New repository may speed COVID-19 drugs to market

By Samantha Black, PhD, ScienceBoard editor in chief

May 28, 2020 -- As researchers race to find vaccines and treatments for COVID-19, drug repurposing has emerged as potentially the fastest route to get drugs to market. A new research effort aims to speed up the process by creating a repository for data on drugs that have already been used off-label to treat COVID-19.

Called Covid19 Registry of Off-label and New Agents (CORONA), the effort aims to build a central repository of information about repurposed drugs that physicians have used to treat COVID-19. The effort will help public health agencies and pharmaceutical companies make informed decisions about drug repurposing, according to a paper published in Infectious Diseases & Therapy on May 27.

COVID-19 patients exhibit clinical symptoms ranging from mild flu-like symptoms to respiratory and multiorgan failure from cytokine storm. With no approved therapies for the disease, physicians have administered treatments off-label and through clinical trials. Although thousands of papers have been published in medical journals and preprint servers, only some of the treatments have undergone randomized controlled trials; others have not experienced the same regulatory scrutiny.

Drug repurposing can help identify the best drug candidates to repurpose for COVID-19. As part of the process, it's important to identify and build consensus on indicators of effectiveness such as time to clinically meaningful response (TCMR). These types of insights could be invaluable to governments, public health organizations, and pharmaceutical companies.

Yet, no systematic effort has been made to organize and consolidate drug repurposing efforts for COVID-19 to date. In the new paper, researchers sought to identify and inventory the full range of treatments that have been reported for use in treating COVID-19 patients.

"We can't win this fight if we don't take stock of the tools that are already being used and search for new ones that could be effective. While off-label use is happening all over the world, there's currently no system in place to track it, so we felt like we had to create one," said the study's lead author, Dr. David Fajgenbaum, an assistant professor of translational medicine and human genetics and director of the Center for Cytokine Storm Treatment and Laboratory (CSTL) at the University of Pennsylvania Perelman School of Medicine.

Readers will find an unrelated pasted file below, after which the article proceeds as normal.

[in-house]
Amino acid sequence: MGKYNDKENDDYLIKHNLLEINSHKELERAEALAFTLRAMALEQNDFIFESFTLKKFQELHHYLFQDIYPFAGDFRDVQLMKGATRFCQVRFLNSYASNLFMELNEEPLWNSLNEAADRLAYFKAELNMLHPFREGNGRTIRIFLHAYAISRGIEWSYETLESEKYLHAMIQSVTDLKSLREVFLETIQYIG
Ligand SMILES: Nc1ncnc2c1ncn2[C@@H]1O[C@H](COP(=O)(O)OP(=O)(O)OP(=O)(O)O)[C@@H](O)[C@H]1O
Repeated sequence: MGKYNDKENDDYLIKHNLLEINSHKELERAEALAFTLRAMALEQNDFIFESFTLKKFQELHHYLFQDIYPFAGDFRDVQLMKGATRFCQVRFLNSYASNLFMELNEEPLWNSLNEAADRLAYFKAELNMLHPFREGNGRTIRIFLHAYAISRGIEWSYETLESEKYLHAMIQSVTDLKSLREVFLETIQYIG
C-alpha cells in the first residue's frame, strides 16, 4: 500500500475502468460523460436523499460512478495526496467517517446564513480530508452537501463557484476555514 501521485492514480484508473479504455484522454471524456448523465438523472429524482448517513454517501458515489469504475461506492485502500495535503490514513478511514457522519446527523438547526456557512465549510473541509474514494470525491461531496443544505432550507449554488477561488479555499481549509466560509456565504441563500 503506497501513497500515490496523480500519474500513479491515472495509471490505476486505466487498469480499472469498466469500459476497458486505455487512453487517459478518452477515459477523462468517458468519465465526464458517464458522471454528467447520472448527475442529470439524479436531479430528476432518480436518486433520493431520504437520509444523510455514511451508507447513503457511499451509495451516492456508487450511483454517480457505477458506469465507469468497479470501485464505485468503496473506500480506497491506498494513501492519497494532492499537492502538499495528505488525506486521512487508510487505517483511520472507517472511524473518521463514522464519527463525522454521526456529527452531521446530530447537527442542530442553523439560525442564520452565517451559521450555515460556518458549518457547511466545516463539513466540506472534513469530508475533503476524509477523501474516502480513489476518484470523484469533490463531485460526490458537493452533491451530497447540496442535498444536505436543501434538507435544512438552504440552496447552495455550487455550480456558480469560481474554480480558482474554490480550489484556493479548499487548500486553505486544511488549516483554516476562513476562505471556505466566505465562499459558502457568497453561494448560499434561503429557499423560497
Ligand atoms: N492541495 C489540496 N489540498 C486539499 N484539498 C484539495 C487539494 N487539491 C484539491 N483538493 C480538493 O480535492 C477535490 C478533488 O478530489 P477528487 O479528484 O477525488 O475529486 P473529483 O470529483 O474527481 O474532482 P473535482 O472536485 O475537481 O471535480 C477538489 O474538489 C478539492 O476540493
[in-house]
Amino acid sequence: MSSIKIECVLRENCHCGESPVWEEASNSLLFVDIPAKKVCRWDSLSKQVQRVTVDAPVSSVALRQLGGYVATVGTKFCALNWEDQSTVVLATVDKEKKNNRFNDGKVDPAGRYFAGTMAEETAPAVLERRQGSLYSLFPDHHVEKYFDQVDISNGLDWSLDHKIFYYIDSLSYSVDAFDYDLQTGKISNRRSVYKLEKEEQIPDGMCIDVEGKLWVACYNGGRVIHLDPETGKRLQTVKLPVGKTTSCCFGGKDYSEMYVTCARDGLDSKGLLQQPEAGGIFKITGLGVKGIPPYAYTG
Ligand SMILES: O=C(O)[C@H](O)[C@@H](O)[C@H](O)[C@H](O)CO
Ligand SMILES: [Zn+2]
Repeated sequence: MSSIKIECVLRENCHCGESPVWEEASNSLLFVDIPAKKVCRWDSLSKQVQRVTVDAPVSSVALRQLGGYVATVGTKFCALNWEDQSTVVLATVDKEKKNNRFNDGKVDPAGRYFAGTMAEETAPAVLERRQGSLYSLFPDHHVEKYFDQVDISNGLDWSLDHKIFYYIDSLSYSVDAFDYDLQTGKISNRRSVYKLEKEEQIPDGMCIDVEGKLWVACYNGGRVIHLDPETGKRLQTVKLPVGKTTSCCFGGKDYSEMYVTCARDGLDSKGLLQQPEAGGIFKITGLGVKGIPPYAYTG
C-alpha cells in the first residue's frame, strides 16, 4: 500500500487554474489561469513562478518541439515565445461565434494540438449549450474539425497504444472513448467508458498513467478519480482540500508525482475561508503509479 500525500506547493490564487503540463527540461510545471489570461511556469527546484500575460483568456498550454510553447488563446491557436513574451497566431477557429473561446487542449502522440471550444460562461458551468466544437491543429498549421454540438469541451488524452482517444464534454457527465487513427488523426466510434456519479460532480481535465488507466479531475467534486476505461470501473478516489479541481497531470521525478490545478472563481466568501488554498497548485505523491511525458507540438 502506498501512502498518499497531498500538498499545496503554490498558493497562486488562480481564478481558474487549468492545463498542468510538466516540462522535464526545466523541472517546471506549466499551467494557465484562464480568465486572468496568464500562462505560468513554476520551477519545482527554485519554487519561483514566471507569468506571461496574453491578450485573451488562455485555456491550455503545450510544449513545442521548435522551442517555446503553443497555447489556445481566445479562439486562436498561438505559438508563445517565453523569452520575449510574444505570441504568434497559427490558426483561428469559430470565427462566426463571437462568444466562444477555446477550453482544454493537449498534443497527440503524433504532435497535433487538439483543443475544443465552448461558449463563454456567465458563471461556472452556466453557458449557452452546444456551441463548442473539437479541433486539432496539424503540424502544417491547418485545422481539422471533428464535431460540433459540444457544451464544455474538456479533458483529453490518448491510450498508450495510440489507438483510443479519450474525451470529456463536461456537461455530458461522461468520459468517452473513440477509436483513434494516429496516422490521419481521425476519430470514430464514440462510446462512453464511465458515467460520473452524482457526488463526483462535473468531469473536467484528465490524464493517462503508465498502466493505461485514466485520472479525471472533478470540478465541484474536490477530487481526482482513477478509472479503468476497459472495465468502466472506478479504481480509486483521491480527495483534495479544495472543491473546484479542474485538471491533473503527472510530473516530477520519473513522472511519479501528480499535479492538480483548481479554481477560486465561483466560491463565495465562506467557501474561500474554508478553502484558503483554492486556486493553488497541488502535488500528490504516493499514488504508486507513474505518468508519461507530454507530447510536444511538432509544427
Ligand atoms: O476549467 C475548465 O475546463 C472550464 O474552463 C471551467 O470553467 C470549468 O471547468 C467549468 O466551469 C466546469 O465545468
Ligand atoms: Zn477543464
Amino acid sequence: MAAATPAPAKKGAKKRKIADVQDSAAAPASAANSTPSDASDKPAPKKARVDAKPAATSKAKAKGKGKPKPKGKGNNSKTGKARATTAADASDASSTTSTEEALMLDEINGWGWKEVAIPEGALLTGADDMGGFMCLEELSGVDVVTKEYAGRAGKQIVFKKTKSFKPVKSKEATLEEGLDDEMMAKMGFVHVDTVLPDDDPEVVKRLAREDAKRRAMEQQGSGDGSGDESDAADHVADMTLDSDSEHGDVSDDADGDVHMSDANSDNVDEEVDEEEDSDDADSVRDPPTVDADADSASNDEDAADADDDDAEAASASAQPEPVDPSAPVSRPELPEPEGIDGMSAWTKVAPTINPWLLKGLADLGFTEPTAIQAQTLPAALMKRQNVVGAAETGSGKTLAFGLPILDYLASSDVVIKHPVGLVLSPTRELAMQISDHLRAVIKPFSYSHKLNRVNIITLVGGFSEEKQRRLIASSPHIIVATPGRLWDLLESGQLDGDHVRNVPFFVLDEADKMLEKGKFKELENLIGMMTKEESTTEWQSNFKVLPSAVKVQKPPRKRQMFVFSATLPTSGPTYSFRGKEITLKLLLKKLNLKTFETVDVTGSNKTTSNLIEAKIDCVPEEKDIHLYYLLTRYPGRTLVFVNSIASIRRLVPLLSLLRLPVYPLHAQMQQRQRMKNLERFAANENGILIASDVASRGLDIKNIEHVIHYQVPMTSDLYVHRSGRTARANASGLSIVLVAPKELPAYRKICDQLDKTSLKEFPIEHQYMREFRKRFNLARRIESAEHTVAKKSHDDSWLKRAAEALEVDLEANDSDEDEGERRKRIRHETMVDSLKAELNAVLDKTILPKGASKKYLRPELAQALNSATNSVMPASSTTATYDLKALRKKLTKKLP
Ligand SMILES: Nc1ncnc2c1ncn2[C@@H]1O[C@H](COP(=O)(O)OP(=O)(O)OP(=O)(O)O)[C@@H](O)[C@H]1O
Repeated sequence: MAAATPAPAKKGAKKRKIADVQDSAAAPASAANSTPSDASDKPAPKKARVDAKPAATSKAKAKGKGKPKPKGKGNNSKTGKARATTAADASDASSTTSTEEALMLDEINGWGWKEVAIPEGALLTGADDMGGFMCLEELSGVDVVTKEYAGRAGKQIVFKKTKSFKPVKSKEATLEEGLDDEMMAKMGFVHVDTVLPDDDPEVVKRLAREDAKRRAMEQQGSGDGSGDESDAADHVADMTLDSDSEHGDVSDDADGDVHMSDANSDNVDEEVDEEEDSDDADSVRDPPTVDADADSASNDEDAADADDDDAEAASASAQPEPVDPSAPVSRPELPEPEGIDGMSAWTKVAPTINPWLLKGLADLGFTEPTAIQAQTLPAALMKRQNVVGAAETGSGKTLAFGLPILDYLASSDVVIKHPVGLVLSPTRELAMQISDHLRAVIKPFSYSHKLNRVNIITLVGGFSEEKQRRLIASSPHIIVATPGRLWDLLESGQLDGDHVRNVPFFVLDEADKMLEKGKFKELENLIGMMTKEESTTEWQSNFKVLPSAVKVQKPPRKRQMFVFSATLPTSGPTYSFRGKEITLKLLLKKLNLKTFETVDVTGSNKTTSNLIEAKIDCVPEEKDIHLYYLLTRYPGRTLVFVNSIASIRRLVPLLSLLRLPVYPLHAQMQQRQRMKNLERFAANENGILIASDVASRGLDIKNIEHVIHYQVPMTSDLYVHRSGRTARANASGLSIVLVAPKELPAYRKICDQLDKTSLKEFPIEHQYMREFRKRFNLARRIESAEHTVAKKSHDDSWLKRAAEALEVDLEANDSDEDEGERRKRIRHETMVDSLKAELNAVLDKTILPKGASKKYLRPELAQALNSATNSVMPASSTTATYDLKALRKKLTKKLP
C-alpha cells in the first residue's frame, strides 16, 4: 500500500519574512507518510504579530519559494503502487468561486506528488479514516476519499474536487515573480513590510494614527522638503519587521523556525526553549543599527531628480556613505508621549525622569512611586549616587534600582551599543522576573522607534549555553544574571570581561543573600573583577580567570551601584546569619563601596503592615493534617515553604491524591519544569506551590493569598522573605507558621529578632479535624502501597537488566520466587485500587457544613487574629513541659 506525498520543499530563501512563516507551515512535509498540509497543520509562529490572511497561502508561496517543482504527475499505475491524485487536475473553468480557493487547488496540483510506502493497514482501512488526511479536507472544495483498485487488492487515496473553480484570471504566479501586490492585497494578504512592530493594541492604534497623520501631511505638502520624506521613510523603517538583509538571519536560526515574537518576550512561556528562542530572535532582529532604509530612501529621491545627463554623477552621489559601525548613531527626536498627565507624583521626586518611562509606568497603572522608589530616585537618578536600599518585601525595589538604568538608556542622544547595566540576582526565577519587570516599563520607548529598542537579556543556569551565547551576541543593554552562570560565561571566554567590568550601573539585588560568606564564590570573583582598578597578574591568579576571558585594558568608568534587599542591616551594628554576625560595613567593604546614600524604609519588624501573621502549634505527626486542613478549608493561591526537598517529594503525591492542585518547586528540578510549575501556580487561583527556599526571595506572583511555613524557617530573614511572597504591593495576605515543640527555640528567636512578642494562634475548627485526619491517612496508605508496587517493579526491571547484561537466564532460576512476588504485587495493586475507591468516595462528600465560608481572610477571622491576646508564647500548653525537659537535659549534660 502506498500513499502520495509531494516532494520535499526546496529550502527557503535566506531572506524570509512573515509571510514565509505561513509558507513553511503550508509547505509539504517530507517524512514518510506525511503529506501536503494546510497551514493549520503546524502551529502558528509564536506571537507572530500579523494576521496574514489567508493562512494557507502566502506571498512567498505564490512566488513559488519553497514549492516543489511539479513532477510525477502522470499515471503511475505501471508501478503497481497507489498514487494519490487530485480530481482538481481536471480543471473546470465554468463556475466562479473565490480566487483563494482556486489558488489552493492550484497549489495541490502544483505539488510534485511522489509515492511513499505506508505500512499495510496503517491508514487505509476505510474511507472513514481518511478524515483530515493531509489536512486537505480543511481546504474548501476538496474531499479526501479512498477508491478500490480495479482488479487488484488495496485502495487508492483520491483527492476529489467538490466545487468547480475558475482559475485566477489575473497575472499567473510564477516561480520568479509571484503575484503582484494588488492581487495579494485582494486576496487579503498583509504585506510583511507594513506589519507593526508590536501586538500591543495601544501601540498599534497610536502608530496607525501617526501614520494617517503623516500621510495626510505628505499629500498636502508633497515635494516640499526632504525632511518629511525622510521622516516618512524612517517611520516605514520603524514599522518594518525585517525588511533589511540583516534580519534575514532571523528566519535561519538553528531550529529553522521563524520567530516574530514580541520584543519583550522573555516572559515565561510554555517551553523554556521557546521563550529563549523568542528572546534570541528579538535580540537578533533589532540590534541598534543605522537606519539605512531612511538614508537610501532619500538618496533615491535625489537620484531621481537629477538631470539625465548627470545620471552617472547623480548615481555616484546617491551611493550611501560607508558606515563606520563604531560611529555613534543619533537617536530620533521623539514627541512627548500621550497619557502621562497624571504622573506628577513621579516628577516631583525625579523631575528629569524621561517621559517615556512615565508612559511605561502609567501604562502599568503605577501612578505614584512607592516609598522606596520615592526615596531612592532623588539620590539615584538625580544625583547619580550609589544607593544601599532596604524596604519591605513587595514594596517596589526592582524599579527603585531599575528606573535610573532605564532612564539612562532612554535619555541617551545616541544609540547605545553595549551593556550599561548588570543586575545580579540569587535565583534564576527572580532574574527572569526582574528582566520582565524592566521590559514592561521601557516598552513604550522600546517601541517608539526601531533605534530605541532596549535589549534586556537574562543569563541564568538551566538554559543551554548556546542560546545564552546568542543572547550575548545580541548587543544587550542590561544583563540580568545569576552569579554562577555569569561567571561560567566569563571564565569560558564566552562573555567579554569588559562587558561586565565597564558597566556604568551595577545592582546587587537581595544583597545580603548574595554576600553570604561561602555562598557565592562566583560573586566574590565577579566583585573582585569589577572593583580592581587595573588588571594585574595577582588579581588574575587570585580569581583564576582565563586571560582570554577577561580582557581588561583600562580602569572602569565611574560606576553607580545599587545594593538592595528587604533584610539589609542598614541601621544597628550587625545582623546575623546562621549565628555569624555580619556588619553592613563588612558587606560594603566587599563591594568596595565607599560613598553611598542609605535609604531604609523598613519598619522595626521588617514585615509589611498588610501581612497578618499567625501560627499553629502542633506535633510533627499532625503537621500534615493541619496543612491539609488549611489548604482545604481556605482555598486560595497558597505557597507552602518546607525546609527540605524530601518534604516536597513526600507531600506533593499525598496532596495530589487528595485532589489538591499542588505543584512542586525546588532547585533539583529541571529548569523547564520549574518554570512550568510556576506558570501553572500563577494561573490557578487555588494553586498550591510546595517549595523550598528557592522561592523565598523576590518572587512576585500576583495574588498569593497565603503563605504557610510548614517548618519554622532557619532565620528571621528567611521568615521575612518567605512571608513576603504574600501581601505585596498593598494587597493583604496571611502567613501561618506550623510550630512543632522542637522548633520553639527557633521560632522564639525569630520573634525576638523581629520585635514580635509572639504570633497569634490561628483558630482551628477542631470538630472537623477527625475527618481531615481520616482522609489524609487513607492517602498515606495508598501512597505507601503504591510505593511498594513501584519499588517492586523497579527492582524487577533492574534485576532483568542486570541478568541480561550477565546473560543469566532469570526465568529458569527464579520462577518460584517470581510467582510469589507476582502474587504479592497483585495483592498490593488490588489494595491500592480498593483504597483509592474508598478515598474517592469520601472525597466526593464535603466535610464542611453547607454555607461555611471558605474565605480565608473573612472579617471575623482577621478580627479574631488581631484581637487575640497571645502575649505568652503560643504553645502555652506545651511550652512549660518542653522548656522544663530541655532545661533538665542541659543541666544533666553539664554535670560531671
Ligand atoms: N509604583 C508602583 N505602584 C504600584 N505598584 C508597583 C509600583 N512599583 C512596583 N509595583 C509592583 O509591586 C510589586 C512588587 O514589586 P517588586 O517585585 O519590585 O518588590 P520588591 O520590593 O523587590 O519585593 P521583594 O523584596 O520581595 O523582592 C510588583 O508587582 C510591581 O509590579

Dr. David Fajgenbaum. Image courtesy of Penn Medicine.

The researchers first performed a systematic literature review to identify all the treatments reported for use on COVID-19 patients. The team searched PubMed, BioRxiv, MedRxiv, and ChinaXiv for articles published between December 1, 2019, and March 27, 2020. From over 2,700 articles, 155 studies met the researchers' inclusion criteria, consisting of more than 9,000 patients. Nearly all patients were reported to be hospitalized (98%) and 18% required ventilation.

Fourteen therapeutic categories represented a total of 115 reported treatments. The most frequently administered classifications of treatments were antivirals, antibiotics, and corticosteroids. The most frequently administered individual drugs were lopinavir/ritonavir, interferon-alpha/beta, and immunoglobulins. Interferon treatments had the highest amount of available response data and were associated with the shortest TCMR (11.7 days).

Based on their analysis, they built a framework through which treatments may be exerting effects based on COVID-19 pathogenesis. For example, several treatments -- including N-acetylcysteine, heparin, meplazumab, umifenovir, and hydroxychloroquine -- limit entry of SARS-CoV-2 by blocking it from binding to the human angiotensin-converting enzyme 2 (ACE2) receptor. Others may inhibit viral replication (interferon-alpha/beta, ritonavir/lopinavir, oseltamivir, ganciclovir, ribavirin, favipiravir, remdesivir, and danoprevir).

Another popular off-label treatment that has been employed, using convalescent plasma, may prevent viral dissemination via antibody-mediated neutralization by increasing SARS-CoV-2-specific antibodies. More generally, some drugs may prevent or control hyperimmune responses (corticosteroids, hydroxychloroquine, and tocilizumab).

The data analysis provided by the researchers focuses on drugs being used by clinicians and could assist and harmonize high-throughput drug screening efforts. The goal of the CORONA project is not to point toward the most effective treatment, but rather to provide a resource for what may be candidates for further study, Fajgenbaum noted.

"We hear a lot about the same handful of drugs, but we show here that there are many more currently in use than those that have already made headlines. Anything that shows promise anecdotally still needs to be rigorously tested in a clinical trial to see if it is effective and safe," he said.

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